LONG BEACH — For the price of developing a single new parking space in Belmont Shore, a guy could buy a fancy Porsche sports car.
A single rectangular patch of asphalt and a pair of white lines in the trendy shopping and residential district costs as much as a luxury yacht or a trip around the world.
Parking is so scarce during busy times in Belmont Shore that business owners fear it is driving away customers. The area's parking board has offered a solution: create an assessment district to buy land that can be converted to small parking lots. The district would finance the purchases by selling bonds, which would be paid off with a combination of fees on commercial property owners and parking meter revenues.
But at an estimated $55,500 to $64,500 for each parking space, including bond costs, the plan ran afoul of a group of Belmont Shore merchants. Presenting their case to the City Council, they successfully won a delay Tuesday to give them a chance to study cheaper alternatives.
After the merchants presented a petition signed by 143 fellow business owners, the council postponed the issue until June 21.
The assessment district would raise $4 million to buy as many houses as possible near the business district. The houses would be demolished to make way for parking lots of about eight or nine spaces each, said John F. Doyle, chairman of the Belmont Shore Board of Parking Place Commissioners.
The district would have enough money for 64 to 72 new parking spaces. Commissioner Kenneth R. Trossen said the spaces cost about $30,000 each to develop but bonding costs push the prices higher.
To finance the venture, commercial building landlords would be assessed at a rate of about 35 cents per square foot of lot size a year. The assessment would be lower if the district decides to buy fewer lots or if parking meter revenues exceed expectations, Doyle said.
In any case, the assessment would be capped at a maximum of 66 cents a square foot over the 20-year life of the bonds.
Doyle said the assessment would amount to $55 a month for a typical business operating in about 1,900 square feet of lot size. Those figures are tentative, however.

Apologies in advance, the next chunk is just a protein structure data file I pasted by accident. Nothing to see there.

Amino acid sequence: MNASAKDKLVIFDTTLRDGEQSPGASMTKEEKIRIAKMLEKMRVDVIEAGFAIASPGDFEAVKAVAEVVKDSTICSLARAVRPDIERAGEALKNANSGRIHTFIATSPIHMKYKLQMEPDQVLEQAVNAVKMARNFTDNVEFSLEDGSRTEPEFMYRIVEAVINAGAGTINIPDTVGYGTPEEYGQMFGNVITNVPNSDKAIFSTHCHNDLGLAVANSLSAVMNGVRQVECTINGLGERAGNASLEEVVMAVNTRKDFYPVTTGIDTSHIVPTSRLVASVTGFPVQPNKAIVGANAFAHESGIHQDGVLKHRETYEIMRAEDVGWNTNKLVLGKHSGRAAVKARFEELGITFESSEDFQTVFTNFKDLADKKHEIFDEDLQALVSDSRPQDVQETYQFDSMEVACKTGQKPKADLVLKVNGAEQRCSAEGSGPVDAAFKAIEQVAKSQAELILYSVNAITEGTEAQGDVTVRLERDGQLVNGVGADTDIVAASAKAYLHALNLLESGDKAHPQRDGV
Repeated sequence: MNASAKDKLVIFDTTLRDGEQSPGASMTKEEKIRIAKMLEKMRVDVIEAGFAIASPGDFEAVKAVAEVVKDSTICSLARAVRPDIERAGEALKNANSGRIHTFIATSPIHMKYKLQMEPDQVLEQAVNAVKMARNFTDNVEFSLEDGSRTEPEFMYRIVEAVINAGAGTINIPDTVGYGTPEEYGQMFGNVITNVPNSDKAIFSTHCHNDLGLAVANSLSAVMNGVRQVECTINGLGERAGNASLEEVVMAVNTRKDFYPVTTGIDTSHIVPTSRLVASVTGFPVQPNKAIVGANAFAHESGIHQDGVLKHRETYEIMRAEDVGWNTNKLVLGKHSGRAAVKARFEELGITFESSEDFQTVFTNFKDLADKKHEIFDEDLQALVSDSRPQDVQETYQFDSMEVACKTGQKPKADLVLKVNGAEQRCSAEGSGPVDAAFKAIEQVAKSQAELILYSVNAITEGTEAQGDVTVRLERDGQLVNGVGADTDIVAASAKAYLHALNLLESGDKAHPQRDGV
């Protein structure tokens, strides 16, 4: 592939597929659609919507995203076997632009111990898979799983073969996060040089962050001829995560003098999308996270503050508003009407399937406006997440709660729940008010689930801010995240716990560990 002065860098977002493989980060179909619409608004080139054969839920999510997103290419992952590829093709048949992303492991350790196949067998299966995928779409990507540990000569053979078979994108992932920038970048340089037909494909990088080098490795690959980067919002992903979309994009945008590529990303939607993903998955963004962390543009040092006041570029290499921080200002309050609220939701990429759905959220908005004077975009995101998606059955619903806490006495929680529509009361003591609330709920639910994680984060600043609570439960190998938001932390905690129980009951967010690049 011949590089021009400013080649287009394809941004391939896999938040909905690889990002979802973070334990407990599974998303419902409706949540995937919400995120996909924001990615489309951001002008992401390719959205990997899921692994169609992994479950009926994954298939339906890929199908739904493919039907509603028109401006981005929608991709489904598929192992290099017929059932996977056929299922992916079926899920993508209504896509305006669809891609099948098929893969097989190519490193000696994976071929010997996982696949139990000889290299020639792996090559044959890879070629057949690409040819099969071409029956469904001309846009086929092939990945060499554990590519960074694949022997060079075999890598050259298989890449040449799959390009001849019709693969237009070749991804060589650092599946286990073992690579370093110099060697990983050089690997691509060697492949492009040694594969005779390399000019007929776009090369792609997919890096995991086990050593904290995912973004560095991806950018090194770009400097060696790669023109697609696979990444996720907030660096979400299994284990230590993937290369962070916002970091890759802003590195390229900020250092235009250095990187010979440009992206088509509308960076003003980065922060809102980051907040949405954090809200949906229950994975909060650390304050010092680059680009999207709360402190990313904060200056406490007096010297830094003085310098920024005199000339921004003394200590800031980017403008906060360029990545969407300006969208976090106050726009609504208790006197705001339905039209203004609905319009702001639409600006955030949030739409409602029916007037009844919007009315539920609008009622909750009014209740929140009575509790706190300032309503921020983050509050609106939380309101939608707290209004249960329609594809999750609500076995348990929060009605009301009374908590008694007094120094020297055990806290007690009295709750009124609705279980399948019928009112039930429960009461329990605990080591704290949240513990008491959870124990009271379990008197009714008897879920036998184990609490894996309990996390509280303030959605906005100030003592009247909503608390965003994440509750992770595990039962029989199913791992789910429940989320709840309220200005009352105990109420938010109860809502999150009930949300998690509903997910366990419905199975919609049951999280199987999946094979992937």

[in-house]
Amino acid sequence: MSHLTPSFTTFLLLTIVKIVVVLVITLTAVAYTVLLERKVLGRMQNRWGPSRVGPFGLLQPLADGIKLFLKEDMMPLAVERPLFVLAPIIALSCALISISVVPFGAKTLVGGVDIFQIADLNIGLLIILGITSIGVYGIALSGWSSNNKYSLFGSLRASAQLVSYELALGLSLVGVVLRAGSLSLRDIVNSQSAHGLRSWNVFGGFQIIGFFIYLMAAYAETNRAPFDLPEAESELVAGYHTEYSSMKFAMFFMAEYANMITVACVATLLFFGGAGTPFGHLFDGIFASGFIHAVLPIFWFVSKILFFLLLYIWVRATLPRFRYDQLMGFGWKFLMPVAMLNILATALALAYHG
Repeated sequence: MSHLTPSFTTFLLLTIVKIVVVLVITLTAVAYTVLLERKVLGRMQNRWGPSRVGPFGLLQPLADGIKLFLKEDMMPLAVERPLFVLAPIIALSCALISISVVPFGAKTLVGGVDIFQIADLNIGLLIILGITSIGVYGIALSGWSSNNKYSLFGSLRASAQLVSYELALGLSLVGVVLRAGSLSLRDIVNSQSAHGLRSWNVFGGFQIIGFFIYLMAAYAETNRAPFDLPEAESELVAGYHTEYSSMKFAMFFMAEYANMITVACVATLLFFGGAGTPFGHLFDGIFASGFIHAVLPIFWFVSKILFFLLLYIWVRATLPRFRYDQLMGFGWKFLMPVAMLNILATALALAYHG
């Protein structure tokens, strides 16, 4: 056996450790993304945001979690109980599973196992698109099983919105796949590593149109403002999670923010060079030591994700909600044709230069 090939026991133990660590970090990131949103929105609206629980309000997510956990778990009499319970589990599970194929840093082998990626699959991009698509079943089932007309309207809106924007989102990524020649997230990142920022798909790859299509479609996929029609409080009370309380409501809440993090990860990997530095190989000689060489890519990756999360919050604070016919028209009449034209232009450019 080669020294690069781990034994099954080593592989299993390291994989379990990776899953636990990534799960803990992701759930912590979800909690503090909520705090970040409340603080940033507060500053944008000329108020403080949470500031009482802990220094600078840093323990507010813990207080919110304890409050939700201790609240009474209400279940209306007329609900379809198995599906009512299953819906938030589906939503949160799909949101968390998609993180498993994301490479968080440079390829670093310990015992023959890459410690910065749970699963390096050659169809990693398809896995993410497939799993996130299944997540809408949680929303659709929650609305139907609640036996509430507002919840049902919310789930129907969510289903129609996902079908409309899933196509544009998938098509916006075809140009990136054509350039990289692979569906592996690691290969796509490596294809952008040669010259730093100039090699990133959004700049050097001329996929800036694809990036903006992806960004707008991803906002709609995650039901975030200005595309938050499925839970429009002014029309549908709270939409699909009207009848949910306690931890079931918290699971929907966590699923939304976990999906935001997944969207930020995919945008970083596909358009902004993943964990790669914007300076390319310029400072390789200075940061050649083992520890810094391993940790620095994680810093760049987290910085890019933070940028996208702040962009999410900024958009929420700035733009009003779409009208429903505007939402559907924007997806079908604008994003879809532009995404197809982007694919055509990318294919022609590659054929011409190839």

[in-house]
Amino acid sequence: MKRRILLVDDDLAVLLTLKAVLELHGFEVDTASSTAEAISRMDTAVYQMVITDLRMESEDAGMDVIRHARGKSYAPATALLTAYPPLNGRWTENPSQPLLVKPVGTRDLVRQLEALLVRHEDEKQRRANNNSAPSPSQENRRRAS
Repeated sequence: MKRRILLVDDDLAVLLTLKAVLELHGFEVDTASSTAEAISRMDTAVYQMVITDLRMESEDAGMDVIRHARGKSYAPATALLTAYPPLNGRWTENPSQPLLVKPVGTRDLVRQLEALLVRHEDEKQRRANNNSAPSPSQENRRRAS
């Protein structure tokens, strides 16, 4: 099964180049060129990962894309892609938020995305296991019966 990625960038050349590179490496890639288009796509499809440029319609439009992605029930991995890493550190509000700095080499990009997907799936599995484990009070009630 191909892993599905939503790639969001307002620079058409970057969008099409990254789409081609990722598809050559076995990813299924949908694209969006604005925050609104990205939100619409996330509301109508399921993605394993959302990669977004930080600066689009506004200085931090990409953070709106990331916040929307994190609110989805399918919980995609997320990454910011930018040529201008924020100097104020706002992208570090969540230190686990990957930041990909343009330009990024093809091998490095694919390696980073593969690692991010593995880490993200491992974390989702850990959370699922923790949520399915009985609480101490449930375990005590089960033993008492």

Merchants opposed to the plan said they recognize the need for more parking, but they cannot afford to chip in for the high-priced spaces. Business consultant Penny Field of the Belmont Shore Business Assn. said rents for some storekeepers recently have doubled, tripled or quadrupled.
Ralph Lepre, owner of Don Cisco Authentic Mexican Food restaurant, said most merchants are opposed to the plan. "It doesn't work," he said. Other merchants said there are alternatives to the high-priced spaces that should be fully explored before an assessment district is formed. For instance, one merchant said the possibility of shuttling employees is being explored so those spaces can be cleared for customer use.
Another merchant, Barbara Franks, owner of the Foot Loose store, said 2nd Street is laced with green, yellow, red and white curb sections and unnecessary bus stops that could be turned into 129 new metered parking spaces.
Doyle said that the group's ideas should not be considered as a solution but rather as an addition to the creation of the assessment district.
He warned, however, that the price of waiting could be even higher costs of acquiring parcels that can be developed into small parking lots. The need for more parking is "extremely critical," Doyle said.